Walking, Jogging or Running: Which Is Best For You?

Cardio. You can’t get in shape without it. Whether its Jogging, Running, HIIT (High Intesity Interval Training), Biking, Skiing, Swimming or Walking it doesn’t matter cause at some point if you want to get in shape, you’ll have to pick up one of these.

So lets look at some of the most popular forms of cardio and the benefits and disadvantages of each one.

1. Walking– Probably the most basic form of cardiovascular exercise. Many people who are just starting out begin with walking, eventually build to a jog and then a run. Can’t jog or run? Try Speed Walking. Speed walking became an official sport in 1880. It’s great because it can burn just as many calories as jogging and is much easier on the body.

The key to walking is getting your heart rate up to the fat burning zone. Each persons “Target Heart Rate” is different. (Go HERE to find out what your T.H.R.). This is typically hard to do because walking isn’t as strenuous on the body as say jogging or running. It can be done but you have work much harder and “walk” for much longer.

Again, walking is great for those with joint problems but not for those looking to burn massive amounts of fat.

Tips: On a treadmill, increase the incline in the beginning of your walk to help increase your THR. Try and keep your heart rate in this “zone” for at least 30-min to an hour. If walking out doors, walk as fast as you can up hills and slower down them.

2. Jogging- As the next logical step in the cardio world, jogging is about as common as drinking water. Even though you are “running” there is a huge difference between the two.

“The definition of jogging as compared with running is not standard. Dr. George Sheehan, a running expert, is quoted to have said “the difference between a jogger and a runner is an entry blank”.[1] Mike Antoniades offers a more specific definition, describing jogging as running slower than 6 mph (10 minute per mile pace, 9.7 km/h, 6.2 min/km)”. [1]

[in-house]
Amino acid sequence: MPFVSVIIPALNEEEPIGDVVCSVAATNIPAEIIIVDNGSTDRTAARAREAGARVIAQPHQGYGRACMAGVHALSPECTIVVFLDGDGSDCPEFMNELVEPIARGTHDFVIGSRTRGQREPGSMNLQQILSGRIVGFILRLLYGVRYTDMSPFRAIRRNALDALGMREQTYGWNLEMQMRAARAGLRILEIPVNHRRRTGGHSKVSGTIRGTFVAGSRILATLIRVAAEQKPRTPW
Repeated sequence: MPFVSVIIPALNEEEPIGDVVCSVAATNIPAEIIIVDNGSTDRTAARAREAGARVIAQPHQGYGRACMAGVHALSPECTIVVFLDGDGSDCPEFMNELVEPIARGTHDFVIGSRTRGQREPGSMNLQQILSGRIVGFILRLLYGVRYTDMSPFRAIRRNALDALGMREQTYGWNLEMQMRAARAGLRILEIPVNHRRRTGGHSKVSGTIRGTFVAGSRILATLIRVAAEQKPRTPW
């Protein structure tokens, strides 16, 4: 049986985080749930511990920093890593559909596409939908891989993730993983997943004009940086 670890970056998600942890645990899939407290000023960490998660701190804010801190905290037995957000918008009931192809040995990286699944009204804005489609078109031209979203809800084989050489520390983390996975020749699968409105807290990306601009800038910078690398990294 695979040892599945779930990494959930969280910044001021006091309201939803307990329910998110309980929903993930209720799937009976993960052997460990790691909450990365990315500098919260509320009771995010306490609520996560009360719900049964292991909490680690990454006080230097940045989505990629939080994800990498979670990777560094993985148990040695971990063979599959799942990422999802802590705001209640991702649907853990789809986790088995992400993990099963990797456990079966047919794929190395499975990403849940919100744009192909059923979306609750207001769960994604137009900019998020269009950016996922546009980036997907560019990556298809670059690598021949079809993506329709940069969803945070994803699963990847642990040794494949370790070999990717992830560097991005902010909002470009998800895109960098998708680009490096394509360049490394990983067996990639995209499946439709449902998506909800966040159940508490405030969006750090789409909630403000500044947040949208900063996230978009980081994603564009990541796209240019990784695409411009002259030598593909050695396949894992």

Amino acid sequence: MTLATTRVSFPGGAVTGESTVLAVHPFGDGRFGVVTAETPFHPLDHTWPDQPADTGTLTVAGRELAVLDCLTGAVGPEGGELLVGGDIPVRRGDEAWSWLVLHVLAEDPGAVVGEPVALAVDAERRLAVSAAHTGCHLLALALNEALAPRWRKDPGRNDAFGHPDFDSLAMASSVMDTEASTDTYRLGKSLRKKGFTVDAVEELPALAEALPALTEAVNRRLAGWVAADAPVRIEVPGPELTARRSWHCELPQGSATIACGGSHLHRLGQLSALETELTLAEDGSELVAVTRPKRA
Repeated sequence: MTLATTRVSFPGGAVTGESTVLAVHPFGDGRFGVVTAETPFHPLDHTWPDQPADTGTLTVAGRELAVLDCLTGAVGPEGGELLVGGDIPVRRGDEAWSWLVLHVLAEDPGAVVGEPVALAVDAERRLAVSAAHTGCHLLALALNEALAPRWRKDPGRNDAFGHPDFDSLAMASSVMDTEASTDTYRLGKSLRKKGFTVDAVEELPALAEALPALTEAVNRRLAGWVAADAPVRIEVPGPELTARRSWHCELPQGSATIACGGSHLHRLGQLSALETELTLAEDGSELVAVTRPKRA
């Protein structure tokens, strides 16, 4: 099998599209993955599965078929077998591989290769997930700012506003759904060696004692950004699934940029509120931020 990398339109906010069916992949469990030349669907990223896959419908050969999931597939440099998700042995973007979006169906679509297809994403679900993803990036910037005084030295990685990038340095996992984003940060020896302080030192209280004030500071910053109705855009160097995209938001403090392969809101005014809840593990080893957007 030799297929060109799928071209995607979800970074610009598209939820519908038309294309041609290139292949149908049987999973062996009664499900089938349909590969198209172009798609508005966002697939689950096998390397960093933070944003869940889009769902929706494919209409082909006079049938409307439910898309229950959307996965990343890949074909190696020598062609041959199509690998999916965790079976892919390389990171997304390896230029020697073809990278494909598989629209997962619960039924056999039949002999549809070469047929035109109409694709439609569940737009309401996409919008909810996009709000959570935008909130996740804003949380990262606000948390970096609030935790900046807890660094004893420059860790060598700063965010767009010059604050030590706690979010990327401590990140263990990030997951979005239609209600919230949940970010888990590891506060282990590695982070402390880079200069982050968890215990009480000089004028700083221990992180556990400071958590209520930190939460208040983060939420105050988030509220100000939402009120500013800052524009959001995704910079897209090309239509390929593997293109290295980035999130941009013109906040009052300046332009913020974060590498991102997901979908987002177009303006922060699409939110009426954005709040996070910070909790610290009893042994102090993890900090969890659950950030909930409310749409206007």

Jogging is a great way to get into good cardiovascular shape as well. After all you can’t really progress into running without starting somewhere. It burns a decent amount of calories (when compared to walking) and OK on your joints. I personally began jogging about a year ago when I started my weight loss journey.

The problem with jogging is while you think you are burning massive amounts of calories this is not always true. Unless you run long distance (10 miles +) jogging isn’t going to burn fat like you might think.

It boils — not burns — down to this: During the same amount of time you don’t use more calories at lower exercise intensities. If you’re trying to lose weight and you have only 30 minutes to work out, you would burn fewer calories walking at a moderate pace compared to walking at a fast pace. Working out at higher intensities may cause you to burn a lower percentage of fat, but since you burn more total calories, you still use more fat calories.

 Low- to moderate-intensity exercise can burn a significant number of calories over a period of time. If you aren’t fit enough to push yourself to work at a high intensity, or you have a physical weakness that prevents you from doing so, you can still burn a lot of calories by doing low-intensity workouts for a longer period of time. Read more: [2]

Like I mentioned about walking, time is a factor for joggers. When compared to running, it will take joggers much longer to burn the same amount of calories. If you are trying to maximize your time, jogging isn’t the best option. If you are just trying to stay in shape or cool down after running than jogging is perfect. If you are looking to burn fat and get tone, jogging will not be the best option.

You can spend tons of time on a treadmill and see very little results. This is because aerobic exercise like jogging is not an efficient form of burning excess fat. Runners will be thin because they run enough to give their body no choice but to burn the fat and they usually maintain a healthy diet that supports such a lifestyle. For the average person, we don’t want to spend hours a day exercising. It is also almost certain that if you try to alter your daily routine by that much, you will quit. Without the correct nutrients like omega 3 and omega 6, aerobic exercise actually will burn muscle instead of fat. [3]